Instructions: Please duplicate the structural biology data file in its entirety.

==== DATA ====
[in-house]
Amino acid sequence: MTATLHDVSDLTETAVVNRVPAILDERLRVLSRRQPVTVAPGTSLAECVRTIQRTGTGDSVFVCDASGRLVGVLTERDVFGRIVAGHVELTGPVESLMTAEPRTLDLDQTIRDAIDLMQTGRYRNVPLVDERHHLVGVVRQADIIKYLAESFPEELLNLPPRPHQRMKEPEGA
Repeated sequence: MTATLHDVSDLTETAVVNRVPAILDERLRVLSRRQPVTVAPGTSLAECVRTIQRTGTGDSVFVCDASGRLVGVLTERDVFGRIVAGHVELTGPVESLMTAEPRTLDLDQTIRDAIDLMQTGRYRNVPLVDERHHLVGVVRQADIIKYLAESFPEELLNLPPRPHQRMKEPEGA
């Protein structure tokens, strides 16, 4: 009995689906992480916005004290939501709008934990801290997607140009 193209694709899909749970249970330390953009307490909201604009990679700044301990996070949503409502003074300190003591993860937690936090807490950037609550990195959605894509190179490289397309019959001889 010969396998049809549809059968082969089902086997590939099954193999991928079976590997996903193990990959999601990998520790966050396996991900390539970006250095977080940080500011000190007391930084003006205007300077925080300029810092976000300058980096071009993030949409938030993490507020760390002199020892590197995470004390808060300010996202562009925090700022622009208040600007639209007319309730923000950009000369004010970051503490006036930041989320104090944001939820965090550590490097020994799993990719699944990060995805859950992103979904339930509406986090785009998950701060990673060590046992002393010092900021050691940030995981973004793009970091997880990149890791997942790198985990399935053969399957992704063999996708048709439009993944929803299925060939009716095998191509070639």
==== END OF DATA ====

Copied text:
[in-house]
Amino acid sequence: MTATLHDVSDLTETAVVNRVPAILDERLRVLSRRQPVTVAPGTSLAECVRTIQRTGTGDSVFVCDASGRLVGVLTERDVFGRIVAGHVELTGPVESLMTAEPRTLDLDQTIRDAIDLMQTGRYRNVPLVDERHHLVGVVRQADIIKYLAESFPEELLNLPPRPHQRMKEPEGA
Repeated sequence: MTATLHDVSDLTETAVVNRVPAILDERLRVLSRRQPVTVAPGTSLAECVRTIQRTGTGDSVFVCDASGRLVGVLTERDVFGRIVAGHVELTGPVESLMTAEPRTLDLDQTIRDAIDLMQTGRYRNVPLVDERHHLVGVVRQADIIKYLAESFPEELLNLPPRPHQRMKEPEGA
């Protein structure tokens, strides 16, 4: 009995689906992480916005004290939501709008934990801290997607140009 193209694709899909749970249970330390953009307490909201604009990679700044301990996070949503409502003074300190003591993860937690936090807490950037609550990195959605894509190179490289397309019959001889 010969396998049809549809059968082969089902086997590939099954193999991928079976590997996903193990990959999601990998520790966050396996991900390539970006250095977080940080500011000190007391930084003006205007300077925080300029810092976000300058980096071009993030949409938030993490507020760390002199020892590197995470004390808060300010996202562009925090700022622009208040600007639209007319309730923000950009000369004010970051503490006036930041989320104090944001939820965090550590490097020994799993990719699944990060995805859950992103979904339930509406986090785009998950701060990673060590046992002393010092900021050691940030995981973004793009970091997880990149890791997942790198985990399935053969399957992704063999996708048709439009993944929803299925060939009716095998191509070639």